Lying for libraries: Question 1 supporters using falsehoods to push tax increase
Supporters of Henderson Libraries District Question No. 1 are pushing two falsehoods and several misleading arguments in an effort to get voters to raise property taxes.
That’s a charge I don’t make lightly, but that’s exactly what’s happening, and someone needs to point out the dishonesty of these tax-increase supporters.
Falsehood #1: “We have not increased funding for our libraries since 1991.”
This appears in the “official” Argument Advocating Passage of Question 1 and is a bald-faced falsehood.
In 1997, the Library System took in $1.94 million from taxpayers. In 2012, it took in $6.67 million.
Even inflation-adjusted, per-capita spending has increased from $19.12* in 1997 to $24.96 in 2012.
The proponents’ claim is so untrue that when I called Thomas Fay, executive director of the Henderson Library District, to ask about this statement, he disavowed it and acknowledged that revenue has increased.
Falsehood #2: “The last time the library received a tax rate increase was in 1991…”
This inaccuracy appears on the FAQ provided by the Rescue My Library group, which supports the tax increase. A hard copy of this FAQ is also available in Henderson Libraries.
If you look at the Library District’s FY 2011 Comprehensive Annual Financial Report (p. 68 in PDF, p. 39 on the page), you can see that the property-tax rate it collects has increased from $.0500 per $100 assessed valuation in 2000 to $.0575 per $100 assessed valuation today.
Once again, when I asked Fay about this, he acknowledged that the tax rate used to fund the Library District has increased since 1991.
Ironically, Fay is listed as the contact on the FAQ sheet. I asked him if the library PAC had any plans to reprint the material to correct the error. He said the PAC did not plan to reprint them, because it didn’t have enough money. Even the electronic version of the FAQ, though, has not been corrected, despite my conversation with Fay several days ago.
Misleading statement #1: The tax increase “will NOT be used to increase salaries, benefits, or the number of staff positions.” (Emphasis original)
A version of this statement actually appears in the ballot question itself, although that statement is from the Rescue My Library FAQ.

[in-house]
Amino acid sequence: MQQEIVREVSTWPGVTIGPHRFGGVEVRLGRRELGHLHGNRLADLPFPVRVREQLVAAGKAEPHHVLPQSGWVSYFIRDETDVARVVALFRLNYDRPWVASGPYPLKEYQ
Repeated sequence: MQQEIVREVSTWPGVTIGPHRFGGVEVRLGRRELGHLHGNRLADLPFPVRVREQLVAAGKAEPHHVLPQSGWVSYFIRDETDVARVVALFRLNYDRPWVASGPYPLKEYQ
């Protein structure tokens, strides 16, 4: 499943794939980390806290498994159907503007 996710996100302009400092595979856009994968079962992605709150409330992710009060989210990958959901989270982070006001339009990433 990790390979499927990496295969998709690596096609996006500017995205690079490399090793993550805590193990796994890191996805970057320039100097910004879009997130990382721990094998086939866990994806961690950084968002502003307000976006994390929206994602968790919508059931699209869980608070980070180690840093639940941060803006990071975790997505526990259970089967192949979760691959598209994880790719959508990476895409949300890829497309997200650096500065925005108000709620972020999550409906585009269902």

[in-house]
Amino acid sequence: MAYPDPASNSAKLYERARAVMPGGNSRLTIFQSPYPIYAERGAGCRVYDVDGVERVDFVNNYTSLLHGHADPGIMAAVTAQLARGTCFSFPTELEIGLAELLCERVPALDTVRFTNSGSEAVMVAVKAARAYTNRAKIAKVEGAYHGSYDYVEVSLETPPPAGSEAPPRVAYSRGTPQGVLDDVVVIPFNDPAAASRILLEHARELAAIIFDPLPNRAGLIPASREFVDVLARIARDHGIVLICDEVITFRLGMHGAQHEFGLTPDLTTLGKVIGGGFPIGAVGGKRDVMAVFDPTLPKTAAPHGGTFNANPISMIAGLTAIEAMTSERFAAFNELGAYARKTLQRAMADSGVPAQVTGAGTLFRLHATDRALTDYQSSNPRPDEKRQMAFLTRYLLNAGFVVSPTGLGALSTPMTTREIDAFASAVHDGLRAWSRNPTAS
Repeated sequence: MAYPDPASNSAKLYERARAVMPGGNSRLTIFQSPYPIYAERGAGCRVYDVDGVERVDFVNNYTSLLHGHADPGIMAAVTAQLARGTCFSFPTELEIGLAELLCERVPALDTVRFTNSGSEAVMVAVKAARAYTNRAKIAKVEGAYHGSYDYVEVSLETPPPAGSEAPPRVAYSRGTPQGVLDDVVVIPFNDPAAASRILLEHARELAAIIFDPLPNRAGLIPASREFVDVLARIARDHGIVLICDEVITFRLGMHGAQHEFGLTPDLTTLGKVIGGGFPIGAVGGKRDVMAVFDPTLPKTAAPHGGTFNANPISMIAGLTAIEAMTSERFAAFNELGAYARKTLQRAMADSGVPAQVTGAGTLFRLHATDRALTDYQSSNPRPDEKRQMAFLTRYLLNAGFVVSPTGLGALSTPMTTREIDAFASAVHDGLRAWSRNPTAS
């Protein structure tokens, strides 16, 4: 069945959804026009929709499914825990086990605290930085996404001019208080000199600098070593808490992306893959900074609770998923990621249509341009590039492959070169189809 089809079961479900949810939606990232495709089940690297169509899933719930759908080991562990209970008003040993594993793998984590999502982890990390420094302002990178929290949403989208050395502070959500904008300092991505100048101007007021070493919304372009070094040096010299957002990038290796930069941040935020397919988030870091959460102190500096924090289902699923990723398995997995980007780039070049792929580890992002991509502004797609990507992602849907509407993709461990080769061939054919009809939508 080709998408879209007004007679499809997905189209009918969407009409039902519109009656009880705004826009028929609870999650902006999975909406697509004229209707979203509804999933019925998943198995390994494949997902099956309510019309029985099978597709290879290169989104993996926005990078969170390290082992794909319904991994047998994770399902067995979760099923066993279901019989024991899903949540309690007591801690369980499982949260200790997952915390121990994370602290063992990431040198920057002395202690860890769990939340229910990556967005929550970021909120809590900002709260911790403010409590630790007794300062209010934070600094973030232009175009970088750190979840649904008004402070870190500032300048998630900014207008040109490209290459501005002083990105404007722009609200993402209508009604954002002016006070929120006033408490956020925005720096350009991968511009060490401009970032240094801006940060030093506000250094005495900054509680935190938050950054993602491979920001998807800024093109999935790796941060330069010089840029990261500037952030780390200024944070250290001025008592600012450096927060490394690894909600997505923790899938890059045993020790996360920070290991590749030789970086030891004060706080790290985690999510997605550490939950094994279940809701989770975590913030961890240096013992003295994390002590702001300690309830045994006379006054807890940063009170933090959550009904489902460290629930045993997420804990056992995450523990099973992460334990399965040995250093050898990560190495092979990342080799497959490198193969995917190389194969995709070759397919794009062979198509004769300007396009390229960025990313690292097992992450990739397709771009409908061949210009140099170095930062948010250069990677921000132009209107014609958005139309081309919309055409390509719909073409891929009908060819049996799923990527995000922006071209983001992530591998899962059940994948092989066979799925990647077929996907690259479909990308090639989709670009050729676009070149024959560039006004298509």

When I interviewed Fay, he insisted that new money raised by the tax increase could not be used for pay increases, but admitted that money currently being used for books and services could be used to fund salary increases.
This is a textbook example of a shell game. If voters approved an additional $1.614 million for services and supplies, there’s no legal prohibition on the Library District using the $1.606 million it spent this year on services and supplies to increase employee wages.
So, the tax increase may not directly fund wage increases, but it will free up funds previously spent on services and supplies to increase salaries and benefits.
It’s easy to deduce that spending this tax increase on salary and benefits is actually the plan, because Fay has said there’s “practically no one to run Malcolm and Galleria (branches).” Since this tax increase is being sold as necessary to keep those branches open, money currently being used for services and supplies will go toward hiring more staff.
Misleading statement #2: “I fundamentally believe that every citizen of Henderson has the right to decide what their community’s going to look like. Is that a community with libraries or a community without libraries? And in this case, the voters are going to decide.”
This quote comes from Thomas Fay himself and is a false representation of the choice facing voters. The choice facing Henderson voters is this: After adjusting for inflation and population growth, do you want the library system to grow by 31 percent or 64 percent?
That’s because tax revenue received by the Henderson Library District has grown by 31 percent since 1997 after adjusting for inflation and population growth.
In 1997, Henderson Libraries received $19.12 in tax dollars per resident. In 2012, it received $24.96.
That’s a 31 percent increase.
If the proposed tax increase had been in effect this year, the Library System’s per-capita tax revenue would have been $31.44 – a staggering 64 percent increase since 1997.
In 1997, Henderson Libraries received $1,941,306 in tax dollars. In 2012, it received $6,671,331 from taxpayers.
Misleading statement #3: The tax increase is “a matter of survival. We are not looking to grow; we are simply interested in keeping the doors open.”
That statement is from the RescueMyLibrary.org website and has the same problems as Fay’s quote above. If you can’t figure out how to keep the doors open after going from $1.9 million in 1997 to $6.6 million in 2012, an inflation-adjusted, per-capita increase of 31 percent, you need new leadership, not more tax dollars.
It is shameful for Question 1 supporters to lie and mislead citizens in their quest for this tax increase. Henderson residents should know about these falsehoods.
*In a previous post, I noted that the level of inflation-adjusted, per-capita spending in 1997 was $19.04, while the figure above is $19.12. What happened is the inflation-adjusted amount given by the BLS’ inflation calculator changed, because it uses the “latest monthly index value” for the current year.
So while both numbers were accurate at the time, $19.12 is the most up-to-date figure.